rrison, candidate of the Whigs, was a Virginian by birth and training, and an inveterate pro-slavery man. When Governor of the Territory of Indiana, he presided over a convention that met for the purpose of favoring, notwithstanding the prohibition in the Ordinance of ‘87, the introduction of slavery in that Territory.
These were the men between whom the old parties gave the Abolitionists the privilege of pick and choice.
Declining to support either of them, they gave their votes to James G. Birney, candidate of the newly formed Liberty party.
He was a Southern man by birth and a slave-owner by inheritance, but, becoming convinced that slavery was wrong, he freed his negroes, giving them homes of their own, and so frankly avowed his Anti-Slavery convictions that he was driven from his native State.
His supporters did not expect to elect him, but they hoped to begin a movement that would lead up to victory.
They were planting seed in what they believed to be receptive soil.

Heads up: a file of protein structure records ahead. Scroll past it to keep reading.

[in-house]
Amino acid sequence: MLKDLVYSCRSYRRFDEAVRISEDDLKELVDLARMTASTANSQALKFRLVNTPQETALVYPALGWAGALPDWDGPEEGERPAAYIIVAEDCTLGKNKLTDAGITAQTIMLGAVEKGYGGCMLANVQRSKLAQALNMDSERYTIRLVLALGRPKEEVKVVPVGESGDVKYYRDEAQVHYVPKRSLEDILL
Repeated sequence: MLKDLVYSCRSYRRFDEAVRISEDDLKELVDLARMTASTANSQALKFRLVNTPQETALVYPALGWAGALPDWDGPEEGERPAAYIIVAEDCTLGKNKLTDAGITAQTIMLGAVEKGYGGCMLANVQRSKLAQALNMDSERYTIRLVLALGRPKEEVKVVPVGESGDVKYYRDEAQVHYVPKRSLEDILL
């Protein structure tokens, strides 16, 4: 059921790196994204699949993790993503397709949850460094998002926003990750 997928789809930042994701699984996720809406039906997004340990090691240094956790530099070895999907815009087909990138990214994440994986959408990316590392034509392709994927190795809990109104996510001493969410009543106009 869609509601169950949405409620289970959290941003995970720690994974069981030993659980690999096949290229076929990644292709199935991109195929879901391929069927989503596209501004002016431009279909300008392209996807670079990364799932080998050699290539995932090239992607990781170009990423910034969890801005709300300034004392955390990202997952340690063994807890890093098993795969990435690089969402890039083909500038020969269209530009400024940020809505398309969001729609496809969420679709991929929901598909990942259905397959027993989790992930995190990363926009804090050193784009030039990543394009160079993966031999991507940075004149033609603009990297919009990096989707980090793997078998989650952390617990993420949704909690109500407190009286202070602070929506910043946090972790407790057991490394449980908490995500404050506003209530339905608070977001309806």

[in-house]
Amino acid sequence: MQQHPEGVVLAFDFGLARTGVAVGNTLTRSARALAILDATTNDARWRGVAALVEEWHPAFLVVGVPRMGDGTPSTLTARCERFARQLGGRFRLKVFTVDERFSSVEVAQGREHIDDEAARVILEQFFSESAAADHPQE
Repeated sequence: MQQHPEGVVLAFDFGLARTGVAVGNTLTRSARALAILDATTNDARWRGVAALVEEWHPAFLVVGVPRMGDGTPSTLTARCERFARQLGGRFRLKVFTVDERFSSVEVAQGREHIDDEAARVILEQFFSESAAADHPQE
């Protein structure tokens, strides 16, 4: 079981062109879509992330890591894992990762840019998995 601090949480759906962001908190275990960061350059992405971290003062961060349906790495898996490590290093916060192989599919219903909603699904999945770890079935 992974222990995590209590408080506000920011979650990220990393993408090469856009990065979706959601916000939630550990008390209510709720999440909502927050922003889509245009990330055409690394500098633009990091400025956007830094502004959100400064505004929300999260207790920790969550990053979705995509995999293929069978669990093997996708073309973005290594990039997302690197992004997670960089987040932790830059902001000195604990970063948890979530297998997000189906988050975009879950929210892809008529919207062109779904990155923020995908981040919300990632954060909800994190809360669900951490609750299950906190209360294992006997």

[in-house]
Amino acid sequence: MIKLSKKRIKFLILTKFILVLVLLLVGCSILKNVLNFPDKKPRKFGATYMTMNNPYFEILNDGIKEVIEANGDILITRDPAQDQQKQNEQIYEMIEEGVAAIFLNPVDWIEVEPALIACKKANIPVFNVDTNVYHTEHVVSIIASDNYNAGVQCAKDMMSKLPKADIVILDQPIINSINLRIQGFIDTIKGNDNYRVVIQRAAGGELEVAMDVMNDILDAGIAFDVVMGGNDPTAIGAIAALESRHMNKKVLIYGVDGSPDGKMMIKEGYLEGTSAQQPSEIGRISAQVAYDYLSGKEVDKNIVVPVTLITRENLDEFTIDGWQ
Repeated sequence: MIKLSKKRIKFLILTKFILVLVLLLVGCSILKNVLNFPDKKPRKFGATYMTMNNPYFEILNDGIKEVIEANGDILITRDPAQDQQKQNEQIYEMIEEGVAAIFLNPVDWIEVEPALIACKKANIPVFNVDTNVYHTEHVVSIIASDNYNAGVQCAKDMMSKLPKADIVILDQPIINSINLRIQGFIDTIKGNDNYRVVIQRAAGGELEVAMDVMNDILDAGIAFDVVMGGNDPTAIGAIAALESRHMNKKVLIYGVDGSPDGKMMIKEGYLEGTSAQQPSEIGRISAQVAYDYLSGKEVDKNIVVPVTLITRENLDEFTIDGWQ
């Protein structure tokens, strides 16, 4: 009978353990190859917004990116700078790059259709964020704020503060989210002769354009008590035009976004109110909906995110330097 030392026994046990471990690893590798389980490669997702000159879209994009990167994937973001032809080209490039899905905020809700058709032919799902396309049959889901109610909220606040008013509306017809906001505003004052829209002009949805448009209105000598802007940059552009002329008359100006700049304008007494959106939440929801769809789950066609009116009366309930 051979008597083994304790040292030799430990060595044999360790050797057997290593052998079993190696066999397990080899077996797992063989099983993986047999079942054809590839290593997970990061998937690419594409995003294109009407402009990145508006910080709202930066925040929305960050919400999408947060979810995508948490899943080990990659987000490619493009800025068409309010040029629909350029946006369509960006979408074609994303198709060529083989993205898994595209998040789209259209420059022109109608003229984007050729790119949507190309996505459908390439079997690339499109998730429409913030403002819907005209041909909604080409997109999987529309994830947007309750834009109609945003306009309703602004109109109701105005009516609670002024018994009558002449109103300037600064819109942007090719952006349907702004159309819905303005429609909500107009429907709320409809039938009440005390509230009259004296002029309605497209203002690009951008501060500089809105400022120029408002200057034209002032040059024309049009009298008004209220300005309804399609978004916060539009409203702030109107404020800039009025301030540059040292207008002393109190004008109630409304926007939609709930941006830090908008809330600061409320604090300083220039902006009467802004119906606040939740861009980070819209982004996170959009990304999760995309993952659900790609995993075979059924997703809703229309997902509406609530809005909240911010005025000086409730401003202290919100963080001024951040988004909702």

mobs, 008-1 2; in Haverhill, 108; in Nantucket, 09; martyrs, 113-120; sentiment in England, 130.
Anti-Slavery societies, organization, 26; in New England, 72, 74, 75, 130, 200; National, 76, 79, 87, 201.
Bacon, Benjamin C., 201. Bailey, Dr. Gamaliel, 100, 207.
Ballou, Adin, 205.
Barbadoes, James, 202.
Bates, Judge, 61.
Beecher, Henry Ward, 90, 142, 148; speech in England, 90-93; and Lincoln, 92.
Benson, George W., 203.
Benton, Thomas H., 154.
Birney, Jas. G., 2, 5, 42, 56-58, 205. Black laws 35;in Ohio, 35.
Black Republic of Texas, 135.
Blair, Gen. Frank P., 158, 186-191; and Missouri emancipationists, i 6; and Missouri Abolitionists, 188; appearance of, 189; fearlessness, 189; quarrel with Fremont, 189; and capture of Camp Jackson, 189-1911; threats against, 190.
Blair, Montgomery, 158, 161.
Bonner, Hon. Benjamin R., 155.
Border Slave-State message, text of, 213-214.
Boyle, James, 205.
Bradley, John, 135